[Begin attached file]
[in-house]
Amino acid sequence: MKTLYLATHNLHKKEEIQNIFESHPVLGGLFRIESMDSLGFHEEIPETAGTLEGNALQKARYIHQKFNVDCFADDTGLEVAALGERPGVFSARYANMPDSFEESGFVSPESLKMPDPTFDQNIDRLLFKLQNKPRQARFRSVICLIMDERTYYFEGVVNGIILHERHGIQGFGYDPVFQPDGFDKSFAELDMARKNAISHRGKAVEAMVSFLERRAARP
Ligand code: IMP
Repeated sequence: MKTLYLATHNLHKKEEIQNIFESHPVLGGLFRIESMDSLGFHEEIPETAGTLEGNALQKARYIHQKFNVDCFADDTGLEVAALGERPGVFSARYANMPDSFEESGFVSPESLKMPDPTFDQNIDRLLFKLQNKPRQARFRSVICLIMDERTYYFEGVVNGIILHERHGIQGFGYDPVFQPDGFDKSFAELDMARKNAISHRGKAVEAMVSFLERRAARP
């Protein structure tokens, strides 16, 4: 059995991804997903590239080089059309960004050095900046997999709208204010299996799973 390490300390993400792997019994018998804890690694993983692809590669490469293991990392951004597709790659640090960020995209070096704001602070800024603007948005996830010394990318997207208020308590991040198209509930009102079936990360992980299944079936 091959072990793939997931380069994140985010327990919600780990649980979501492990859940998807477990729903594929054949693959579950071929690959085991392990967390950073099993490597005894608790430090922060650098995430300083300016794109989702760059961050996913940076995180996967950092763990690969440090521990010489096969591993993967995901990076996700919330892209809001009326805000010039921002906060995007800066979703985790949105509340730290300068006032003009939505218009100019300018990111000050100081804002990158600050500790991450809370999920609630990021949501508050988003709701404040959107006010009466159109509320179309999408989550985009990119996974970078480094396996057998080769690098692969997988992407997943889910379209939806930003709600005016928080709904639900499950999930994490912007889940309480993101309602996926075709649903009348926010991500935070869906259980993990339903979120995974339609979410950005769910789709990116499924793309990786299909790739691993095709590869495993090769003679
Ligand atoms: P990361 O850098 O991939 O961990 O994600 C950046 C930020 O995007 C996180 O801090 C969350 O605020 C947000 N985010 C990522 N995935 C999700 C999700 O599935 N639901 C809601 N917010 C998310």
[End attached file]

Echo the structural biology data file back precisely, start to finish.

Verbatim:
[in-house]
Amino acid sequence: MKTLYLATHNLHKKEEIQNIFESHPVLGGLFRIESMDSLGFHEEIPETAGTLEGNALQKARYIHQKFNVDCFADDTGLEVAALGERPGVFSARYANMPDSFEESGFVSPESLKMPDPTFDQNIDRLLFKLQNKPRQARFRSVICLIMDERTYYFEGVVNGIILHERHGIQGFGYDPVFQPDGFDKSFAELDMARKNAISHRGKAVEAMVSFLERRAARP
Ligand code: IMP
Repeated sequence: MKTLYLATHNLHKKEEIQNIFESHPVLGGLFRIESMDSLGFHEEIPETAGTLEGNALQKARYIHQKFNVDCFADDTGLEVAALGERPGVFSARYANMPDSFEESGFVSPESLKMPDPTFDQNIDRLLFKLQNKPRQARFRSVICLIMDERTYYFEGVVNGIILHERHGIQGFGYDPVFQPDGFDKSFAELDMARKNAISHRGKAVEAMVSFLERRAARP
């Protein structure tokens, strides 16, 4: 059995991804997903590239080089059309960004050095900046997999709208204010299996799973 390490300390993400792997019994018998804890690694993983692809590669490469293991990392951004597709790659640090960020995209070096704001602070800024603007948005996830010394990318997207208020308590991040198209509930009102079936990360992980299944079936 091959072990793939997931380069994140985010327990919600780990649980979501492990859940998807477990729903594929054949693959579950071929690959085991392990967390950073099993490597005894608790430090922060650098995430300083300016794109989702760059961050996913940076995180996967950092763990690969440090521990010489096969591993993967995901990076996700919330892209809001009326805000010039921002906060995007800066979703985790949105509340730290300068006032003009939505218009100019300018990111000050100081804002990158600050500790991450809370999920609630990021949501508050988003709701404040959107006010009466159109509320179309999408989550985009990119996974970078480094396996057998080769690098692969997988992407997943889910379209939806930003709600005016928080709904639900499950999930994490912007889940309480993101309602996926075709649903009348926010991500935070869906259980993990339903979120995974339609979410950005769910789709990116499924793309990786299909790739691993095709590869495993090769003679
Ligand atoms: P990361 O850098 O991939 O961990 O994600 C950046 C930020 O995007 C996180 O801090 C969350 O605020 C947000 N985010 C990522 N995935 C999700 C999700 O599935 N639901 C809601 N917010 C998310």